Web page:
Motueka company fined for mismanagement of asbestos removal

Motueka company fined for mismanagement of asbestos removal

A boat sales and servicing business in New Zealand’s Nelson district has been fined $108,000 after the company has failed in its responsibility to ensure the health and safety of its workers undertaking demolition work in Motueka. 

Bays Boating Ltd was sentenced in court on charges relating to the breaches of Health and Safety at Work (Asbestos) legislation, brought against them by WorkSafe, who described their actions as “unacceptable”. 

A breach of the Health and Safety at Work (Asbestos) rules carry a penalty of a maximum fine of $500,000.

The company has been involved in the demolition work at its premises between March of 2017 and August 2018. Bays Boating director David Thorn sought a quote for asbestos removal from Trafalgar Painting Company in March of 2017. All samples that were taken from the building exterior tested positive for chrysotile asbestos.  While a quote of $20,734.25 was provided, the removal work wasn’t completed.

The next year, Bays contacted the company again, and the quote had increased to $40,182.13  for the removal of asbestos on roofing and exterior cladding. An email submitted in court showed Bays director David Thorn protesting the quoted price: “How could this price possibly be double? That is unbelievable! Please can you just do the roof?”

Subsequently, a third quote of $23,540.90 for asbestos removal of the roofing sheets was submitted and the work was completed across July and August 2018.

Demolition work was undertaken following the asbestos removal by contractors who were not aware of the presence of asbestos. During the process, no safety measures were put in place to protect workers from asbestos-containing material. Workers were not given personal protective equipment. A gravel spot in the building had remained exposed for a duration of two months.

After an anonymous call, WorkSafe attended the site in September of 2018 and following a site inspection and testing process, chrysotile asbestos was confirmed at the site.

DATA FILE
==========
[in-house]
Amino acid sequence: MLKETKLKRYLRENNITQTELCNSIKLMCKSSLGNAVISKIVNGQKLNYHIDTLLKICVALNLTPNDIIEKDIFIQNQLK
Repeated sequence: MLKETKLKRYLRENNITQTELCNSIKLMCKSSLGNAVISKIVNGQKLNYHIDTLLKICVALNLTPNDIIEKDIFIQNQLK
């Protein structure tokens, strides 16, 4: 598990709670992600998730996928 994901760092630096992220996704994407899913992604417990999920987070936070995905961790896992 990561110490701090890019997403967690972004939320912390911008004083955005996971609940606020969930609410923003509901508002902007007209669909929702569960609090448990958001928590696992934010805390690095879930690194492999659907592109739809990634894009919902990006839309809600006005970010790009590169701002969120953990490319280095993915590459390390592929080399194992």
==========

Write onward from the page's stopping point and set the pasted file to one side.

The contaminated material was removed and the site was given clearance in November 2018.

In court, Judge David Ruth explained that it was clear that the company director made a “conscious decision” to only remove a section of the asbestos-contaminated material. “There were persons put at risk in my view, while fortunately, no harm has occurred that must be regarded as a matter of happenstance rather than as a result of any action by the defendant.”

WorkSafe principal advisor for asbestos Robert Birse explained that the decision to cut corners meant that workers were exposed to asbestos-containing material, despite the company being aware of its presence.

“The company should have ensured there was no asbestos in the building by engaging a competent licensed person to complete the safe removal before demolition work commenced,” Birse said. “The dangers of asbestos are well known by those in the industry and the wider public. It is unacceptable that Bays Boating Limited allowed a building containing asbestos to be demolished without having the asbestos removed first.”

Approximately 220 people die from asbestos-related illnesses each year in New Zealand. Workplace had also previously reported that asbestos is the single greatest cause of death from work-related diseases. 

In premises where asbestos may be present, an asbestos removal control plan and safety measures must be implemented otherwise there’s a real risk for workers and members of the public that may be exposed to harmful asbestos fibres. 


For more information on the safe removal of asbestos visit WorkSafe’s website https://worksafe.govt.nz/topic-and-industry/asbestos/.

References and photo credit: